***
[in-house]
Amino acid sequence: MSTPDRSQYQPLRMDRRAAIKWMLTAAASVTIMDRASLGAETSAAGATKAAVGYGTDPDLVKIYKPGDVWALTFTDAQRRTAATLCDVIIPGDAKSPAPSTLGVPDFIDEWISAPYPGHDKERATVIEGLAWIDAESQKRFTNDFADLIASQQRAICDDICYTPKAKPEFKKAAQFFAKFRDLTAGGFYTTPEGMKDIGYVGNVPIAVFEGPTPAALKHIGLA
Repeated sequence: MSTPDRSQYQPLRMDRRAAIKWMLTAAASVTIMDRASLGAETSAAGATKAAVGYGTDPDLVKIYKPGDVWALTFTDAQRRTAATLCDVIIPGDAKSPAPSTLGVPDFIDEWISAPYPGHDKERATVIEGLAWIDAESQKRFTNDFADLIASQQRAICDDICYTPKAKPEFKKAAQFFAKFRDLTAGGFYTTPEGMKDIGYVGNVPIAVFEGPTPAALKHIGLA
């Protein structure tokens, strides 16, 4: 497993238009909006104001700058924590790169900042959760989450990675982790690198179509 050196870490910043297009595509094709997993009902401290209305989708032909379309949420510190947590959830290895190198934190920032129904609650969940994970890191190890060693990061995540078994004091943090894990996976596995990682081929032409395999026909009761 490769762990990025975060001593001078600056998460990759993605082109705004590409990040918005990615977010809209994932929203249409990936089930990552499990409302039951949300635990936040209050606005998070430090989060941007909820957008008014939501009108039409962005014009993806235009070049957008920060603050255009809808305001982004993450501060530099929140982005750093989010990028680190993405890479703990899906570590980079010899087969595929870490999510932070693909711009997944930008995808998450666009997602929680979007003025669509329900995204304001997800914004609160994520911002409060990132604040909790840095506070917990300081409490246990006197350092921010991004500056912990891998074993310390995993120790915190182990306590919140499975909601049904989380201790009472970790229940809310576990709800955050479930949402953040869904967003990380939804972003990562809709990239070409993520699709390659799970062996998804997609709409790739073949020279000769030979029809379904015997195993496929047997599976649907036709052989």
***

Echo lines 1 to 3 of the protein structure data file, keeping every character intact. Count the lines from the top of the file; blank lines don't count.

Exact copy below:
[in-house]
Amino acid sequence: MSTPDRSQYQPLRMDRRAAIKWMLTAAASVTIMDRASLGAETSAAGATKAAVGYGTDPDLVKIYKPGDVWALTFTDAQRRTAATLCDVIIPGDAKSPAPSTLGVPDFIDEWISAPYPGHDKERATVIEGLAWIDAESQKRFTNDFADLIASQQRAICDDICYTPKAKPEFKKAAQFFAKFRDLTAGGFYTTPEGMKDIGYVGNVPIAVFEGPTPAALKHIGLA
Repeated sequence: MSTPDRSQYQPLRMDRRAAIKWMLTAAASVTIMDRASLGAETSAAGATKAAVGYGTDPDLVKIYKPGDVWALTFTDAQRRTAATLCDVIIPGDAKSPAPSTLGVPDFIDEWISAPYPGHDKERATVIEGLAWIDAESQKRFTNDFADLIASQQRAICDDICYTPKAKPEFKKAAQFFAKFRDLTAGGFYTTPEGMKDIGYVGNVPIAVFEGPTPAALKHIGLA